The Liberty Bell

The Liberty Bell is a symbol of freedom; you'll see it on U.S. stamps, on our money and elsewhere. Learn all about it in today's episode.

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American English Podcast

By Shana Thompson

To learn ONLY about the Liberty Bell, start listening at minute 10:49

We talked about Philadelphia, Pennsylvania, back in episode number fifty six when I shared the story of the first Philly cheesesteak. In that episode, I mentioned a few different things that you have to do in Philadelphia if you visit: You have to run up and down the iconic steps like Sylvester Stallone in the movie Rocky (singing). You know which one I’m talking about.

You have to, of course, eat a good Philly cheesesteak, which is usually made of steak, obviously, but there are vegetarian options for vegetarian listeners. And last but not least, you have to visit Independence Hall. Today we’re going to stop at Independence Hall.

Back before the Revolutionary War, before the United States claimed its independence from England and before Washington, D.C. was chosen as the seat of the U.S. government, Philadelphia, Pennsylvania, was where many important political decisions were made.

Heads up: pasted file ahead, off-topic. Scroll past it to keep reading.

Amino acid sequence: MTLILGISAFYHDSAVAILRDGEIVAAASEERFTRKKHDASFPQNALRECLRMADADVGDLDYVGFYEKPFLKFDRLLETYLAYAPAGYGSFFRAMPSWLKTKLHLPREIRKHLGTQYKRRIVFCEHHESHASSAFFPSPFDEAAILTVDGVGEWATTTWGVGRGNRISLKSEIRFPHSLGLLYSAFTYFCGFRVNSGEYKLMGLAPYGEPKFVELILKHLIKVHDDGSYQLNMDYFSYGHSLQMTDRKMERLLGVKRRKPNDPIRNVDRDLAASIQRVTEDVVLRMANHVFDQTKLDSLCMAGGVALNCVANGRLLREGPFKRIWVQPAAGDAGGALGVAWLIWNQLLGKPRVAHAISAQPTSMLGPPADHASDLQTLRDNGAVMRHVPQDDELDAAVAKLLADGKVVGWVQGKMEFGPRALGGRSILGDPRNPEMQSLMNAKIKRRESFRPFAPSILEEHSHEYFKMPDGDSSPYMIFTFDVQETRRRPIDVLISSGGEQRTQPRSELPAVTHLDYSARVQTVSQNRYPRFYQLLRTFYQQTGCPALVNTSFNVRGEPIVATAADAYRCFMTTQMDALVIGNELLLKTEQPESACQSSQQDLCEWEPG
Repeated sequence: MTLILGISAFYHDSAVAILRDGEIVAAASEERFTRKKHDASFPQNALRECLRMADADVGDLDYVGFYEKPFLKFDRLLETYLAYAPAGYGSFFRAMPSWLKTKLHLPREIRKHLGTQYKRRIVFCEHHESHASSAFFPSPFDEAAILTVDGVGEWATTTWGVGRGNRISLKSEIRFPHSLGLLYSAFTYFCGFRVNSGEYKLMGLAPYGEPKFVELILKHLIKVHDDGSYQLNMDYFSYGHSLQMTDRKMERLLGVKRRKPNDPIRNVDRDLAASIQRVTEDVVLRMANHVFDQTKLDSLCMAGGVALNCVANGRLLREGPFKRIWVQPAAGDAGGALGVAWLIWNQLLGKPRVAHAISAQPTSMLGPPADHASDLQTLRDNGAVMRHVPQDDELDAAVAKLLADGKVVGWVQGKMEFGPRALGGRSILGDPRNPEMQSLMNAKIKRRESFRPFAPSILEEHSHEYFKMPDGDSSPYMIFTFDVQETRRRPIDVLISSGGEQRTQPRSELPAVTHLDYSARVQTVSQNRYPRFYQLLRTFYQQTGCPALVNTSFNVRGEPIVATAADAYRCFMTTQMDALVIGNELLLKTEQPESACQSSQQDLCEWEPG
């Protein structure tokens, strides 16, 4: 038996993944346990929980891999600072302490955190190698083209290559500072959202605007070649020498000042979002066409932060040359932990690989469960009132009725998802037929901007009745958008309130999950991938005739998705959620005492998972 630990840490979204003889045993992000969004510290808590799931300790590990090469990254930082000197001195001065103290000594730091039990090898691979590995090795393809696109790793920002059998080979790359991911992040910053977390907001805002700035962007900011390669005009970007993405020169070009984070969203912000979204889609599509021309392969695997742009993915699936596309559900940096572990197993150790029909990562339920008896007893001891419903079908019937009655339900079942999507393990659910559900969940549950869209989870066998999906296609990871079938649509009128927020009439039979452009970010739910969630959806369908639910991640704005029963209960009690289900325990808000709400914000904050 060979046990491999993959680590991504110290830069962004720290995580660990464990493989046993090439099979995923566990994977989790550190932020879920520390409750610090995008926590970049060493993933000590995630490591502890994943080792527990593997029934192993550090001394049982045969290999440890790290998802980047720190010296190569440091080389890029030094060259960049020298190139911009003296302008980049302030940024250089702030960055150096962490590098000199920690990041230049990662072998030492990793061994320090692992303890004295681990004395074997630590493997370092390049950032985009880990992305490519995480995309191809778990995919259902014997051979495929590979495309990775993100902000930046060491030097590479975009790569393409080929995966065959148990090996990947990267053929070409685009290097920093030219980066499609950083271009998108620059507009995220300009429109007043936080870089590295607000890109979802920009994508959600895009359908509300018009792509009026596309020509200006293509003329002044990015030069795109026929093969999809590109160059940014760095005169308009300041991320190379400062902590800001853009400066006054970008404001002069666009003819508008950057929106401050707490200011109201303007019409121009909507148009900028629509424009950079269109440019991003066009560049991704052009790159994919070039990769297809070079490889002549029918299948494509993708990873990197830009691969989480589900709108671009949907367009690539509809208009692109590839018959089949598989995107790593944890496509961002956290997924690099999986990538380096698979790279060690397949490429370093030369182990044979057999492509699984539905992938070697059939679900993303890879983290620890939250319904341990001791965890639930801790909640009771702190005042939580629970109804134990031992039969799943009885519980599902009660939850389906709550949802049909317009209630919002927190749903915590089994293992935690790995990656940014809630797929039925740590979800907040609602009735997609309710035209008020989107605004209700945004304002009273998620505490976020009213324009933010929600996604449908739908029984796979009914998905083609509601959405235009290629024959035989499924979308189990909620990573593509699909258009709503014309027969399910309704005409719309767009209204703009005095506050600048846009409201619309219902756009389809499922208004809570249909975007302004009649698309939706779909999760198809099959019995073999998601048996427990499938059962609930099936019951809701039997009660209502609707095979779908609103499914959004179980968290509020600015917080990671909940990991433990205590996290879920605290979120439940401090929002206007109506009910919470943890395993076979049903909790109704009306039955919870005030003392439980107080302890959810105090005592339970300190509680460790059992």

It’s where George Washington was chosen as the commander in chief of the Continental Army. It’s also where both the Declaration of Independence and U.S. Constitution were established by the Founding Fathers.

According to, Independence Hall is the birthplace of America." Right. Or the United States, for those of you that don’t like the term America on its own.

Before Independence Hall was called Independence Hall, it was just the State House of Pennsylvania. And from the get go, it was where lawmakers would convene. In other words, they would come together, debate new legislation and of course, create new laws.

In 1751, a bell was commissioned to be displayed at the top of the State house. The reason for the bell was not only to commemorate a 50 year anniversary of Pennsylvania’s first constitution, but to serve a purpose.

The bell would be rung when lawmakers were to come together. It would also ring to signify that news would be announced. That’s right. Instead of printing the news and distributing it, the news would be read publicly. Right. And this is back in the 1700s. There was a problem, though, the first time the bell was rung, it cracked and needed to be rewelded. So it was reworked with more copper and was hung again in perfect condition. 2,080 pounds.

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Shana - ESL Teacher

Hi Everyone! I am an ESL teacher from California and the host of the American English Podcast. Learn more about me and my teaching experience here.

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